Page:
Sports documentaries have been in high demand since last year's release of The Last Dance. You're probably thinking nothing can compete with a ten-part series on arguably the greatest athlete of all-time, but we're here to make you aware of other documentaries that can help you get your sports fix.
Whether you're a basketball junkie with a profound appreciation for old school play, a fan of America's favorite pastime, or into more extreme sports like Formula One racing and rock climbing, we've got a little something for everyone.
Magic and Bird, Foreman and Ali, Lance Armstrong, Ayrton Senna, Allen Iverson, Tiger Woods — some of the biggest names in sports history are here — so grab some popcorn, cue up the Apple TV, and dive into the best sports documentaries to watch right now below.
Tiger Woods undeniably brought a new viewership to the sport of golf, a game that was previously dominated by middle-aged white men. Having been introduced to the sport by his father, Earl Woods, he showed a dominance at such an early age that eventually catapulted him to stardom. This widespread fame went on to take its toll on Woods — specifically targeting his mental health — as he experienced a widely publicized fall from grace away the course. Still, he managed to get his life back on track and return to the sport that once brought him overwhelming joy, going so far as to win the Masters in 2019. Tiger documents both Woods' failures and triumphs, as part two of the film is due to release on January 17, 2021. You can, however, stream part one right now.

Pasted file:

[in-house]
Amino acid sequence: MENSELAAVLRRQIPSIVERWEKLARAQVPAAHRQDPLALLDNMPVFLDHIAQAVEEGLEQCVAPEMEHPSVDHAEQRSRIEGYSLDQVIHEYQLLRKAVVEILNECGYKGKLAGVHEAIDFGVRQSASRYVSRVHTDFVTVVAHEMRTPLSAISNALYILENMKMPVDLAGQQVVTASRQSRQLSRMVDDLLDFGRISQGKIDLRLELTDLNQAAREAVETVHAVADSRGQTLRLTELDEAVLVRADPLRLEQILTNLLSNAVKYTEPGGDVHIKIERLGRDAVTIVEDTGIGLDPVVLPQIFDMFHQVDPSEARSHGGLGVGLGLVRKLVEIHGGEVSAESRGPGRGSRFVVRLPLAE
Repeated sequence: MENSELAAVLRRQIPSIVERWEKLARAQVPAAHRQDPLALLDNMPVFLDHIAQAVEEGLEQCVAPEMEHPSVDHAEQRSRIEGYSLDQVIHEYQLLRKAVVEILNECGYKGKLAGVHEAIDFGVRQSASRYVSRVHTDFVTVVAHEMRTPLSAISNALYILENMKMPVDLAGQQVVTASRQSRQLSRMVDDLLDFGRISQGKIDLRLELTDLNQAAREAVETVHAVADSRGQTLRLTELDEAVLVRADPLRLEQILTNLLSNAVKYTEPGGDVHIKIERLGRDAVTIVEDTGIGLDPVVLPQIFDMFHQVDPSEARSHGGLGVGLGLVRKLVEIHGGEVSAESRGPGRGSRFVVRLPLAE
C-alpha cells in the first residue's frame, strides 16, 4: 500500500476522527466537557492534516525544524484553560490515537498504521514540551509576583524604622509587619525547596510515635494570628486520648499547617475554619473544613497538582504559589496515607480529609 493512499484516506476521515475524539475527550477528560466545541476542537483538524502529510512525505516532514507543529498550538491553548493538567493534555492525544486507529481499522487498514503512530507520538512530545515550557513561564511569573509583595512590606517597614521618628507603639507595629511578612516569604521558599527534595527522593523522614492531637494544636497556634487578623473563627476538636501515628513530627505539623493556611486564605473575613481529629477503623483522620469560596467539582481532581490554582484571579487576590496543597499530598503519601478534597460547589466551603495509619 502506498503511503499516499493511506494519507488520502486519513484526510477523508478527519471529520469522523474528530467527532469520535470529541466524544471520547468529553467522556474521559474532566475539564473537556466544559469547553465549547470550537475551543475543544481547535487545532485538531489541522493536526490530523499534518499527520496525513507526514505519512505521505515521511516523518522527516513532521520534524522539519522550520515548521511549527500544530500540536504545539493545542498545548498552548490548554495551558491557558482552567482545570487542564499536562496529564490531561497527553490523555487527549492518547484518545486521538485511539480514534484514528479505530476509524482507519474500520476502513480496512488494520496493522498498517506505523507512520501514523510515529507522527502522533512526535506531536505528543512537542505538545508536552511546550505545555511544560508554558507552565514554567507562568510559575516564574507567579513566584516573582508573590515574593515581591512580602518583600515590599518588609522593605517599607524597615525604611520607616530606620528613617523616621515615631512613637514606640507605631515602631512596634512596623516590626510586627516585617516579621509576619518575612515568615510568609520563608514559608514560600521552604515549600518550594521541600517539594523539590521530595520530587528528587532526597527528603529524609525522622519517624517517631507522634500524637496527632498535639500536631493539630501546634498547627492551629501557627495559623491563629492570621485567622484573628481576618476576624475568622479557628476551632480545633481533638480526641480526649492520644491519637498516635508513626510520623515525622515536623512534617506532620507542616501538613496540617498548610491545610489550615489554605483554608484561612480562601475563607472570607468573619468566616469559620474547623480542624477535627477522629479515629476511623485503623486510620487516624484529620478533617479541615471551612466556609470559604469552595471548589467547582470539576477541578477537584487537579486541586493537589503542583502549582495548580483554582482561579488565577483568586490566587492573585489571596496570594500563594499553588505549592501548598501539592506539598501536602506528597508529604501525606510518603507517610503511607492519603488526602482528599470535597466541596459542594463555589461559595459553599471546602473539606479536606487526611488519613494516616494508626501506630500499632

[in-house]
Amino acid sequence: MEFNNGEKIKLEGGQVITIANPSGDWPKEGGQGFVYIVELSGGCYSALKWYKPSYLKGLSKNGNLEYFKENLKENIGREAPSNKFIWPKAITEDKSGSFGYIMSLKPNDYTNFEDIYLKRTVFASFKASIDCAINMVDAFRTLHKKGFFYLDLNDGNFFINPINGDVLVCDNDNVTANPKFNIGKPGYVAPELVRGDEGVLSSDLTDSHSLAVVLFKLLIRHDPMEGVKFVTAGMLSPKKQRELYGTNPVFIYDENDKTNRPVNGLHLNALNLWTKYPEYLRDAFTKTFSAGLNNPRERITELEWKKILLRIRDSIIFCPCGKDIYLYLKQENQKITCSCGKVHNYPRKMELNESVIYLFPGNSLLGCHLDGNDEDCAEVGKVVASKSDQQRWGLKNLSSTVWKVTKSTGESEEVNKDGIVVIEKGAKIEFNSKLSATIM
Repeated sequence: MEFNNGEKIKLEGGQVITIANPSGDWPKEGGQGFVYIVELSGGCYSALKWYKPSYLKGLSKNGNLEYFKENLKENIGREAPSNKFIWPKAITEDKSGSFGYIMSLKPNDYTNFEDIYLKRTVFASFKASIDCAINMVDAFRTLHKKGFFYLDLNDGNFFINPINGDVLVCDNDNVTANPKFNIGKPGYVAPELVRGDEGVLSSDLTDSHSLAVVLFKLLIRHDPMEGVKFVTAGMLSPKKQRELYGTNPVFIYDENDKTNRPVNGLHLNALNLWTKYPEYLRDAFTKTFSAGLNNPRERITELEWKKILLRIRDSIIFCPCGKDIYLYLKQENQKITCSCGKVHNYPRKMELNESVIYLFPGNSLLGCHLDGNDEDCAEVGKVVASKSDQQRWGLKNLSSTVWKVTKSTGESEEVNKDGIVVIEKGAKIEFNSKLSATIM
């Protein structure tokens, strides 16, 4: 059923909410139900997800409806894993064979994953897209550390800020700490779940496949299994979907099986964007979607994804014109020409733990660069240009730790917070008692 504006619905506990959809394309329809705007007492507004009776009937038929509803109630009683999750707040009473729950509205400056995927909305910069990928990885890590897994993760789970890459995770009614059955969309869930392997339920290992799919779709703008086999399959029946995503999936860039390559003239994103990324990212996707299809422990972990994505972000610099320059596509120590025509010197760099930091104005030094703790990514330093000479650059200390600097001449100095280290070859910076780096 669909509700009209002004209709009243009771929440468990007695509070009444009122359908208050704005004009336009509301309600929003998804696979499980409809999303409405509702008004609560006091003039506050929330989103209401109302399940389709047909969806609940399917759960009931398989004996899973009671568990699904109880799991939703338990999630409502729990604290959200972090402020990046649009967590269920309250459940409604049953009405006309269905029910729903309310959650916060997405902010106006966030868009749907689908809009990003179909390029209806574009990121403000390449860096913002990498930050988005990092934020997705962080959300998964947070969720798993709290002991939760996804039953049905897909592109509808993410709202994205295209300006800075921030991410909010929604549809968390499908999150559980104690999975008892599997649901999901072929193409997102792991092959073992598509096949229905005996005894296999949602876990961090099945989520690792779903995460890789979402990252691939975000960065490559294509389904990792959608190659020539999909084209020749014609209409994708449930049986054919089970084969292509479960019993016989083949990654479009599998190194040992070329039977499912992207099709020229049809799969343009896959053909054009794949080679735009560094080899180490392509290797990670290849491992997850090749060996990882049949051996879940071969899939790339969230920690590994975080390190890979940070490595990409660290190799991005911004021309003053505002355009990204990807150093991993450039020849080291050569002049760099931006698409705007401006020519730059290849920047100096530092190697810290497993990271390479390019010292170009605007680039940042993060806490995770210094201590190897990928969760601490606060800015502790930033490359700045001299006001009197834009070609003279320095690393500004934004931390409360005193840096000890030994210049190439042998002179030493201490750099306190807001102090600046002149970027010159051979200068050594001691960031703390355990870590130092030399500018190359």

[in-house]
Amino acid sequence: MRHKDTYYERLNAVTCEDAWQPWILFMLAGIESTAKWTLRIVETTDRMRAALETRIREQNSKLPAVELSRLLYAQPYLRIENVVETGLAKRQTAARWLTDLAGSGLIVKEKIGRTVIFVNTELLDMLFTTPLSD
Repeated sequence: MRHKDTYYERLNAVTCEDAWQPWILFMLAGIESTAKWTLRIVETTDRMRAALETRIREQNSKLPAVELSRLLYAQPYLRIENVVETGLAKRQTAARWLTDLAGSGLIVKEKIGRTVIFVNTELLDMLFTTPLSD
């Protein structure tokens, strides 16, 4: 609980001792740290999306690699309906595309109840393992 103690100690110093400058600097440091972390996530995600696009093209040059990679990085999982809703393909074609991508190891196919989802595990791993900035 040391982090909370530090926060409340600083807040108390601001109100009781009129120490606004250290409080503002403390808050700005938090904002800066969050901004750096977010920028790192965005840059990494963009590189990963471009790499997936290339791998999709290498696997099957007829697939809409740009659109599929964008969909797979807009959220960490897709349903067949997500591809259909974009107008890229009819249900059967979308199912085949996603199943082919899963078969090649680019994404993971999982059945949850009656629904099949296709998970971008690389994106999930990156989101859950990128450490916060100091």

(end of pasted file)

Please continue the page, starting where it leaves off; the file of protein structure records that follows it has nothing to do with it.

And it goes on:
Icarus unravels more like an action-thriller film than your typical documentary. The picture delves into doping in sports, introducing us to Grigory Rodchenkov, the head of the Russian anti-doping laboratory. While helping Bryan Fogel conduct a series of experiments on banned performance-enhancing drugs, Rodchenkov's well-being is threatened as he fears the Russian government is attempting to silence him for his knowledge of a state-sponsored Olympic doping program.